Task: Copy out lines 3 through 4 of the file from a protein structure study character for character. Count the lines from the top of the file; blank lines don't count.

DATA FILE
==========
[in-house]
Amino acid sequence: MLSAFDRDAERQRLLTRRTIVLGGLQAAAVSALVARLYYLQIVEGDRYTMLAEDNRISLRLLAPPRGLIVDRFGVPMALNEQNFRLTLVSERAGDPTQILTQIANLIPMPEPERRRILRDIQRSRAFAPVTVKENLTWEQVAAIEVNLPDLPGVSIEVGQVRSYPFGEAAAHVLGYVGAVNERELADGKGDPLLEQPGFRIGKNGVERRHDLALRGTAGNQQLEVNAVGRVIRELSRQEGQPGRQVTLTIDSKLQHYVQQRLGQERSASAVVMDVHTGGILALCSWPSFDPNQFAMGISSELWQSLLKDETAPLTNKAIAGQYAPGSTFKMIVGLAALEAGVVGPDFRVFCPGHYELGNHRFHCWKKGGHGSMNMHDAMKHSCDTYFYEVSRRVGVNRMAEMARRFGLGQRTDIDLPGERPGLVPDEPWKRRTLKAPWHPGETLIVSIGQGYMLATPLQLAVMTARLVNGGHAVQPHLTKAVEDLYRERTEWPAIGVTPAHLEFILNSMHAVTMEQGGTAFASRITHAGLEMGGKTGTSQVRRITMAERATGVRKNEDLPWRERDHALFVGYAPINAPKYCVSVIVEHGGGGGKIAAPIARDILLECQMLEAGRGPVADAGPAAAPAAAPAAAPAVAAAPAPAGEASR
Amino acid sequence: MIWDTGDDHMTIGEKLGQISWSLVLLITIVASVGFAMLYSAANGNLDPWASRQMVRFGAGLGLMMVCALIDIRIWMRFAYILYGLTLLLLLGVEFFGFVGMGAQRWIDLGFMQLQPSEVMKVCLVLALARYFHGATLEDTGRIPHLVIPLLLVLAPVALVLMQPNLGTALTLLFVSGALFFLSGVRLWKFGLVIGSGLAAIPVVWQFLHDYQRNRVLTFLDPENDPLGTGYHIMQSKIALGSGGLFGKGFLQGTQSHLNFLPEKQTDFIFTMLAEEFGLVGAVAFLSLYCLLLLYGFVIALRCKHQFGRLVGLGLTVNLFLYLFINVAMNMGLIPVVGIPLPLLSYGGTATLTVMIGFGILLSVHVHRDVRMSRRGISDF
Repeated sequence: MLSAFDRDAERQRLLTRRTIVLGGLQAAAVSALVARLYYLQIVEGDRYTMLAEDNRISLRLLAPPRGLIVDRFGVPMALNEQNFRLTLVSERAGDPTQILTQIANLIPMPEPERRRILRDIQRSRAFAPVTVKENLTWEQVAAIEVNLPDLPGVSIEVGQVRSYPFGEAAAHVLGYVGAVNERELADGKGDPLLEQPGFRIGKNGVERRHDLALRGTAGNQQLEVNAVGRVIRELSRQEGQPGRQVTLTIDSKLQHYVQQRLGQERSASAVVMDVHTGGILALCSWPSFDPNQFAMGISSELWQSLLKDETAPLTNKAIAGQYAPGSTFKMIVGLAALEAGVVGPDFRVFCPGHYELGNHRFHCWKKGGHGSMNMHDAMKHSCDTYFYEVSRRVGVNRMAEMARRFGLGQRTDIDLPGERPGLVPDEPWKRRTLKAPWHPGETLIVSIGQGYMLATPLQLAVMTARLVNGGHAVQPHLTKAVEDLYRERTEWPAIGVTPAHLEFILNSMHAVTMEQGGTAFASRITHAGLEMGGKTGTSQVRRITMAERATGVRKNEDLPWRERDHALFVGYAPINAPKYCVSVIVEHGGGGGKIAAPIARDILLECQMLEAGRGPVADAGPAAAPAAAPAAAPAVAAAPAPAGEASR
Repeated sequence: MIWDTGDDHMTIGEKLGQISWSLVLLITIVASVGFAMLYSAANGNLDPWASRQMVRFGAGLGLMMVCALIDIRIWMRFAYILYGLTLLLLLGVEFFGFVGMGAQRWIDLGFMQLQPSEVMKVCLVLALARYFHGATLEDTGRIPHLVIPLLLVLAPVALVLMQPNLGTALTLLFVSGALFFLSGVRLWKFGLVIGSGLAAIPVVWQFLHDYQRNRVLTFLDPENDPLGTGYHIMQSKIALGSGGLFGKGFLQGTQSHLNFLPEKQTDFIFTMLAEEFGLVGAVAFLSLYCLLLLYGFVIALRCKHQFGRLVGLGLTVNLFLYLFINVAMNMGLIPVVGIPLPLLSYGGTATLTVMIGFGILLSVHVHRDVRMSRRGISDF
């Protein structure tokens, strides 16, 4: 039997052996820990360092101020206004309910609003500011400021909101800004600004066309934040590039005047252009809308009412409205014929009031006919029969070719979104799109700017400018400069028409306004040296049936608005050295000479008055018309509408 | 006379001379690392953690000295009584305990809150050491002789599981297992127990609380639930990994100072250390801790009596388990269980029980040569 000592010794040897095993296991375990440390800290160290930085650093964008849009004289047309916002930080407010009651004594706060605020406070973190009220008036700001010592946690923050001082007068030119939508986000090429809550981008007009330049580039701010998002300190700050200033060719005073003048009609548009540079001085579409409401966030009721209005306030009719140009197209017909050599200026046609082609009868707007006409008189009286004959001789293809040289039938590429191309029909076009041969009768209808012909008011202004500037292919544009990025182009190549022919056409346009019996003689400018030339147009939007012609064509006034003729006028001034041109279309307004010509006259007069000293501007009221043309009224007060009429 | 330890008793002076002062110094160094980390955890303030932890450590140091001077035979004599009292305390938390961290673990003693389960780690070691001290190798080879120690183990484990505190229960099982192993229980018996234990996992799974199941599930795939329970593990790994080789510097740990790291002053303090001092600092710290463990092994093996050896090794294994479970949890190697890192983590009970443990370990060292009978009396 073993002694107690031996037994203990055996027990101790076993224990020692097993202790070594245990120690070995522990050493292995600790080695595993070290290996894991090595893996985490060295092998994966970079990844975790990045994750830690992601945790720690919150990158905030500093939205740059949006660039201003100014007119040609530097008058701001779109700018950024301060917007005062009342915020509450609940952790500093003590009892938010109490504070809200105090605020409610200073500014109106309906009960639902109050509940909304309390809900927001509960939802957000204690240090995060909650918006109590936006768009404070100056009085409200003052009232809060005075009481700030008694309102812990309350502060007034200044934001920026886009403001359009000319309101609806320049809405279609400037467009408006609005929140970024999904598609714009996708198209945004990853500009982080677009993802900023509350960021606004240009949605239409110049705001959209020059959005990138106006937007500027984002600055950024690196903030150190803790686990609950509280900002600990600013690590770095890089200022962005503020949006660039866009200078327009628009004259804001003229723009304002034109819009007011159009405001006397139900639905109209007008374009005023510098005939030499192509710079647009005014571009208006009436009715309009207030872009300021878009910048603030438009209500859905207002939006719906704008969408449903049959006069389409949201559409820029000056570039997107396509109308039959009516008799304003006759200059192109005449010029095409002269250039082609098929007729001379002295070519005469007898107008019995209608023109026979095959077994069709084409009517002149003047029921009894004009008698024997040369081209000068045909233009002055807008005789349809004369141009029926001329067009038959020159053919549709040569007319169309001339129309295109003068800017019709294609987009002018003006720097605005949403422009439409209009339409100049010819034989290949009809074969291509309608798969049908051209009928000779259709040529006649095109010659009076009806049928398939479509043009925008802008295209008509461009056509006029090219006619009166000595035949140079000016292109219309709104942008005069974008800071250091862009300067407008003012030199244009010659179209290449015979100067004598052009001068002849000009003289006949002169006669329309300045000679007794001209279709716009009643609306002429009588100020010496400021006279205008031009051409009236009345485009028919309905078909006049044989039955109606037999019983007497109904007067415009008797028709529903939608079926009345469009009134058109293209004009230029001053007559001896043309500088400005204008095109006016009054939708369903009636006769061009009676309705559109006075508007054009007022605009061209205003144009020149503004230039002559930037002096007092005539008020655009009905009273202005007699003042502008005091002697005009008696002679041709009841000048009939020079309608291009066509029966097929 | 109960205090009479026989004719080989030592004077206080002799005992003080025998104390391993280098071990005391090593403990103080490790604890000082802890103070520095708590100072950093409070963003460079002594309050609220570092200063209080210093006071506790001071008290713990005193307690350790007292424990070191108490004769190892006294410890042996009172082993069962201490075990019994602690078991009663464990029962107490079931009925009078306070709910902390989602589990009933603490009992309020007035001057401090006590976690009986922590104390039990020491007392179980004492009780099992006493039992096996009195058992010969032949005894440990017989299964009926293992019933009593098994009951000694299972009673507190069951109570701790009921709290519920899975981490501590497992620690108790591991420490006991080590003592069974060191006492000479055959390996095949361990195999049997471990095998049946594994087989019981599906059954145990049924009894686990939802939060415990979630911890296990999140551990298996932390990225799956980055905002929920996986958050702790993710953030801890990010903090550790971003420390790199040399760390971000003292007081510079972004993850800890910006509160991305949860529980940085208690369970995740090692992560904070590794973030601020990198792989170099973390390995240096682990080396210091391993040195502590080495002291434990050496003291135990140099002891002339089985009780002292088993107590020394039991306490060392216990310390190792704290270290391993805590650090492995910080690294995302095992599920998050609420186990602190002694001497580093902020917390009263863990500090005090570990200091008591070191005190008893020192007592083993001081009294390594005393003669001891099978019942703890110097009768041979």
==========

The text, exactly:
Amino acid sequence: MIWDTGDDHMTIGEKLGQISWSLVLLITIVASVGFAMLYSAANGNLDPWASRQMVRFGAGLGLMMVCALIDIRIWMRFAYILYGLTLLLLLGVEFFGFVGMGAQRWIDLGFMQLQPSEVMKVCLVLALARYFHGATLEDTGRIPHLVIPLLLVLAPVALVLMQPNLGTALTLLFVSGALFFLSGVRLWKFGLVIGSGLAAIPVVWQFLHDYQRNRVLTFLDPENDPLGTGYHIMQSKIALGSGGLFGKGFLQGTQSHLNFLPEKQTDFIFTMLAEEFGLVGAVAFLSLYCLLLLYGFVIALRCKHQFGRLVGLGLTVNLFLYLFINVAMNMGLIPVVGIPLPLLSYGGTATLTVMIGFGILLSVHVHRDVRMSRRGISDF
Repeated sequence: MLSAFDRDAERQRLLTRRTIVLGGLQAAAVSALVARLYYLQIVEGDRYTMLAEDNRISLRLLAPPRGLIVDRFGVPMALNEQNFRLTLVSERAGDPTQILTQIANLIPMPEPERRRILRDIQRSRAFAPVTVKENLTWEQVAAIEVNLPDLPGVSIEVGQVRSYPFGEAAAHVLGYVGAVNERELADGKGDPLLEQPGFRIGKNGVERRHDLALRGTAGNQQLEVNAVGRVIRELSRQEGQPGRQVTLTIDSKLQHYVQQRLGQERSASAVVMDVHTGGILALCSWPSFDPNQFAMGISSELWQSLLKDETAPLTNKAIAGQYAPGSTFKMIVGLAALEAGVVGPDFRVFCPGHYELGNHRFHCWKKGGHGSMNMHDAMKHSCDTYFYEVSRRVGVNRMAEMARRFGLGQRTDIDLPGERPGLVPDEPWKRRTLKAPWHPGETLIVSIGQGYMLATPLQLAVMTARLVNGGHAVQPHLTKAVEDLYRERTEWPAIGVTPAHLEFILNSMHAVTMEQGGTAFASRITHAGLEMGGKTGTSQVRRITMAERATGVRKNEDLPWRERDHALFVGYAPINAPKYCVSVIVEHGGGGGKIAAPIARDILLECQMLEAGRGPVADAGPAAAPAAAPAAAPAVAAAPAPAGEASR